Body Snatchers and Snitches

Eclectic etiquette for grave occasions [HUMOUR]

Ever since the theft of a single loaf of bread was deemed not serious enough for the gallows, they’ve stood empty… which means so are the university’s dissection tables. How are your students to learn anatomy with no body to teach them?

Decked out in your never-washed, bloodstained gown—a symbol of your professional pride and a finger to flapdoodle notions of antiseptic surgery—you’ve taught your students well. You’ve lectured tirelessly on the subject of proper forceps technique and the judicious use of aether (sometimes) and leeches (always, all the time, for every ailment).

And yet, the fact remains that while your students can recite which type of humours reside in each, they cannot tell the heart and spleen apart. You’d be forgiven for resorting to desperate measures to rectify this.

Body snatching—it’s dirty work, but someone’s gotta do it.

The bereaved

They’re burying ole Willie McTaggart, whom you know only too well. His passing truly was so unfortunate and completely unexpected. Just the other day, you were examining the pus leaking through his dressings, the sure sign of a healthy, healing wound, and now here we are. (It must have been the miasma that did him in.)

Although the temptation of a fresh cadaver is great, be sure to wait until after the funeral to retrieve him.

The (not quite) deceased

To err is human, to forgive divine. The incessant ringing of a bell attached to a ‘safety coffin’ suggests your colleague may have made a slight error in judgement when recommending this plot’s occupant for burial.

Acknowledge that you yourself have made mistakes—bloodletting was probably not the best way to treat that haemophiliac—so under no circumstance are you to embarrass a fellow man of medicine. Instead, sever the bit of rope attached to the bell, and come back in a couple of hours when you’re sure their oxygen has run out.


I know you believe in ghosts about as much as you believe in germ theory, so I’ll remain as silent as the grave on this one. (Yes, yes, if you can’t see it, it’s not real.)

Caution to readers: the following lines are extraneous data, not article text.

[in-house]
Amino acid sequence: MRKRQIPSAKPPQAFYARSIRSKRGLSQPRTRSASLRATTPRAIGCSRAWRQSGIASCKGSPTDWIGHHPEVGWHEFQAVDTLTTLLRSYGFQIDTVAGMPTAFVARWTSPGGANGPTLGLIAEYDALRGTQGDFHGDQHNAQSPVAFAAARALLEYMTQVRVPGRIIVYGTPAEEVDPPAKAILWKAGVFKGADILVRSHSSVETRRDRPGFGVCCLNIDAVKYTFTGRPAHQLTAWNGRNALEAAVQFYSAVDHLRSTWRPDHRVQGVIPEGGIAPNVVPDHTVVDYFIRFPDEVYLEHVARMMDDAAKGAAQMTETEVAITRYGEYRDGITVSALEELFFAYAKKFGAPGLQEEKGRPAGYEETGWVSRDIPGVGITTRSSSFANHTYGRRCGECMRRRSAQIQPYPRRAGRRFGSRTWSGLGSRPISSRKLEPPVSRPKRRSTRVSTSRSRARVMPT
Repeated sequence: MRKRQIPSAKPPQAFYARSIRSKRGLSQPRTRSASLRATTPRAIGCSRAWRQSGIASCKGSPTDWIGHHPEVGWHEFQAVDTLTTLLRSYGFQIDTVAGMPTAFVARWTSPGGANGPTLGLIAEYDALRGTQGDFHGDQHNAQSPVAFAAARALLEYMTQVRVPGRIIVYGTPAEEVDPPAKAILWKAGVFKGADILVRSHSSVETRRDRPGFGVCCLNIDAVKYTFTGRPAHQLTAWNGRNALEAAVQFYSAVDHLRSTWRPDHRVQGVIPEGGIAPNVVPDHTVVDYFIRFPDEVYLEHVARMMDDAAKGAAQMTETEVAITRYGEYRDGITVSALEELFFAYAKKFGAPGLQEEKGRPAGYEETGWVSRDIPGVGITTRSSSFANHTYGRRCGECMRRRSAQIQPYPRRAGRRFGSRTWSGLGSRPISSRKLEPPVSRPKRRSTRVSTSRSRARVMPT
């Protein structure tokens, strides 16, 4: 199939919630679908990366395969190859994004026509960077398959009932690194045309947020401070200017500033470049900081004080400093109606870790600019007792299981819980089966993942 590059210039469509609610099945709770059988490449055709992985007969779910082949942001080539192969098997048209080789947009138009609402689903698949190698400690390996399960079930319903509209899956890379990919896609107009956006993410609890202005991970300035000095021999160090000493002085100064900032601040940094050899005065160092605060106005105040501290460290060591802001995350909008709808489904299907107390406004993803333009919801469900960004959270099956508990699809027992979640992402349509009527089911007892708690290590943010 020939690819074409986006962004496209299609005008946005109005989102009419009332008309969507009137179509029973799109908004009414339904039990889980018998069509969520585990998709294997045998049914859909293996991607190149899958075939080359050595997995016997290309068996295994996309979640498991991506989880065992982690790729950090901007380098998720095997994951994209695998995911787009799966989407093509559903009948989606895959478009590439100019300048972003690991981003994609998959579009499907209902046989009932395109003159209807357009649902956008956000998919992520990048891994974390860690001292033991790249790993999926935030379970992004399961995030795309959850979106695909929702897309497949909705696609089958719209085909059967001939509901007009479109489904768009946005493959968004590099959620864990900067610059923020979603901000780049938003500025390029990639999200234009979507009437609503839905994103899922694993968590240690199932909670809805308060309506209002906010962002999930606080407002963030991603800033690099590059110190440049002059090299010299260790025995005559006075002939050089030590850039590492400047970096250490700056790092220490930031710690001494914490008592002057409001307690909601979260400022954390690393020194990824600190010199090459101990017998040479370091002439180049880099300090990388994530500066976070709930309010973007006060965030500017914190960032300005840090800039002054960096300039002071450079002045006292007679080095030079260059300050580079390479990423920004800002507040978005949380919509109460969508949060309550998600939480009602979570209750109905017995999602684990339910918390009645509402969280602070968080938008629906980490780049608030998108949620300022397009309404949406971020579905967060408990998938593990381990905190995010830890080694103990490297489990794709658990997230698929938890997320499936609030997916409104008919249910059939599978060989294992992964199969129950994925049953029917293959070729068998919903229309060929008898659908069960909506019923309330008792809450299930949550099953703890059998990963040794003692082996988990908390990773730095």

Other professionals

While it’s beneath you to divest the deceased of their valuables—not to mention, it would be a felony to do so—you mustn’t begrudge others making an honest…ish living. That gibface lout, Simpson, has as much right to conduct his business at Greyfriars as you do.

Take pity on him; with that prominent brow and those close-set eyes, he was never going to amount to much more than a plunderer. Graciously allow him to abscond with McTaggart’s teeth—consider it an act of charity on your part.

Your fellow physicians

If Addams complains that you’re always the one holding the lantern and never do any of the digging, do a quick exchange. Now that you have the shovel, hit him upside the head with it—the impertinent wretch! Though perhaps next time, bring a janitor with you instead. (Two janitors when trying to make off with an acromegalic giant.)

Body acquired, it’s time for you to deliver a newborn or two—without washing your hands, no matter what some of your benighted colleagues insist upon. Be firm but polite when you tell them, ‘A gentleman’s hands are always clean!’

An interesting read

Freiberg, J. A. (2017). The mythos of laudable pus along with an explanation for its origin. Journal of community hospital internal medicine perspectives, 7(3), 196–198.

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